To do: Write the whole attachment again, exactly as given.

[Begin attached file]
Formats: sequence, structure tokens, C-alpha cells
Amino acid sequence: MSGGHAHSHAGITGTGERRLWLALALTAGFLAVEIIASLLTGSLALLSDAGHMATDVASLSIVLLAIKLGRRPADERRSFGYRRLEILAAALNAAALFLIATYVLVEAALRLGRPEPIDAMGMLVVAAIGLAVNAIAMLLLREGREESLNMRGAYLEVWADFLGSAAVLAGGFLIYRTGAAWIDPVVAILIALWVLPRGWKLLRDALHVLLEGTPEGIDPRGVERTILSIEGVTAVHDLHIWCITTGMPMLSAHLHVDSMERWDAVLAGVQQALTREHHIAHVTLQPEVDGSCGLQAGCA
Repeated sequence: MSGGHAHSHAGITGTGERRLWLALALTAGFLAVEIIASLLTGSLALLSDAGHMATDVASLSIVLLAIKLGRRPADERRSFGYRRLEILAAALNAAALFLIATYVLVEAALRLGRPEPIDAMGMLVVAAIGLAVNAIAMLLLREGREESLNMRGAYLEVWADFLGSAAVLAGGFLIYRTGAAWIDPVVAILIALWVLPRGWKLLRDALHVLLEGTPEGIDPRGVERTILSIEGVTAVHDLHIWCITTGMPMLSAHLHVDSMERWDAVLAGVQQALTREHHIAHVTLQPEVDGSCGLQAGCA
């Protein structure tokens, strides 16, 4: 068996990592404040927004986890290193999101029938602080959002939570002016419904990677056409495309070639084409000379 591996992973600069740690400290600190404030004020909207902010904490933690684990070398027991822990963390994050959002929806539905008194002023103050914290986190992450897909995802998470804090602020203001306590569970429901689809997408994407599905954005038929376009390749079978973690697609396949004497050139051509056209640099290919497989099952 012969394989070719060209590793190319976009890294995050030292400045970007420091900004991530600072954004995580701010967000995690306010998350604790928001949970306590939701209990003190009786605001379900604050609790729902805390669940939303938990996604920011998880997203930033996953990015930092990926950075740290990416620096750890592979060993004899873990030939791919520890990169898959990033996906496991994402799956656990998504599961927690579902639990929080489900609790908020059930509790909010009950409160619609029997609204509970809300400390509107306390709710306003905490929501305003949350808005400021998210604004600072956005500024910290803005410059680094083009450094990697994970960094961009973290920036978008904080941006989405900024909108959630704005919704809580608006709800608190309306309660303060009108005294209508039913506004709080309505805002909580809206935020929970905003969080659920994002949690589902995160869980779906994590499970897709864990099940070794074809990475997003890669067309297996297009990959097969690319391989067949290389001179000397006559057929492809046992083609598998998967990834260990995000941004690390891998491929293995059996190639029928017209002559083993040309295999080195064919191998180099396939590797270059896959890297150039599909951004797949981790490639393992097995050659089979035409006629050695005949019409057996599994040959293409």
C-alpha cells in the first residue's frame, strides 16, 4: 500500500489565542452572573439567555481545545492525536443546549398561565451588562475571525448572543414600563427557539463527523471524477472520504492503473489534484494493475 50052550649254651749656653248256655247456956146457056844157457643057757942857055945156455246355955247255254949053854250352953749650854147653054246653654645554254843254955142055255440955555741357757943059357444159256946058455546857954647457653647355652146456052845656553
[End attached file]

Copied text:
Formats: sequence, structure tokens, C-alpha cells
Amino acid sequence: MSGGHAHSHAGITGTGERRLWLALALTAGFLAVEIIASLLTGSLALLSDAGHMATDVASLSIVLLAIKLGRRPADERRSFGYRRLEILAAALNAAALFLIATYVLVEAALRLGRPEPIDAMGMLVVAAIGLAVNAIAMLLLREGREESLNMRGAYLEVWADFLGSAAVLAGGFLIYRTGAAWIDPVVAILIALWVLPRGWKLLRDALHVLLEGTPEGIDPRGVERTILSIEGVTAVHDLHIWCITTGMPMLSAHLHVDSMERWDAVLAGVQQALTREHHIAHVTLQPEVDGSCGLQAGCA
Repeated sequence: MSGGHAHSHAGITGTGERRLWLALALTAGFLAVEIIASLLTGSLALLSDAGHMATDVASLSIVLLAIKLGRRPADERRSFGYRRLEILAAALNAAALFLIATYVLVEAALRLGRPEPIDAMGMLVVAAIGLAVNAIAMLLLREGREESLNMRGAYLEVWADFLGSAAVLAGGFLIYRTGAAWIDPVVAILIALWVLPRGWKLLRDALHVLLEGTPEGIDPRGVERTILSIEGVTAVHDLHIWCITTGMPMLSAHLHVDSMERWDAVLAGVQQALTREHHIAHVTLQPEVDGSCGLQAGCA
């Protein structure tokens, strides 16, 4: 068996990592404040927004986890290193999101029938602080959002939570002016419904990677056409495309070639084409000379 591996992973600069740690400290600190404030004020909207902010904490933690684990070398027991822990963390994050959002929806539905008194002023103050914290986190992450897909995802998470804090602020203001306590569970429901689809997408994407599905954005038929376009390749079978973690697609396949004497050139051509056209640099290919497989099952 012969394989070719060209590793190319976009890294995050030292400045970007420091900004991530600072954004995580701010967000995690306010998350604790928001949970306590939701209990003190009786605001379900604050609790729902805390669940939303938990996604920011998880997203930033996953990015930092990926950075740290990416620096750890592979060993004899873990030939791919520890990169898959990033996906496991994402799956656990998504599961927690579902639990929080489900609790908020059930509790909010009950409160619609029997609204509970809300400390509107306390709710306003905490929501305003949350808005400021998210604004600072956005500024910290803005410059680094083009450094990697994970960094961009973290920036978008904080941006989405900024909108959630704005919704809580608006709800608190309306309660303060009108005294209508039913506004709080309505805002909580809206935020929970905003969080659920994002949690589902995160869980779906994590499970897709864990099940070794074809990475997003890669067309297996297009990959097969690319391989067949290389001179000397006559057929492809046992083609598998998967990834260990995000941004690390891998491929293995059996190639029928017209002559083993040309295999080195064919191998180099396939590797270059896959890297150039599909951004797949981790490639393992097995050659089979035409006629050695005949019409057996599994040959293409």
C-alpha cells in the first residue's frame, strides 16, 4: 500500500489565542452572573439567555481545545492525536443546549398561565451588562475571525448572543414600563427557539463527523471524477472520504492503473489534484494493475 50052550649254651749656653248256655247456956146457056844157457643057757942857055945156455246355955247255254949053854250352953749650854147653054246653654645554254843254955142055255440955555741357757943059357444159256946058455546857954647457653647355652146456052845656553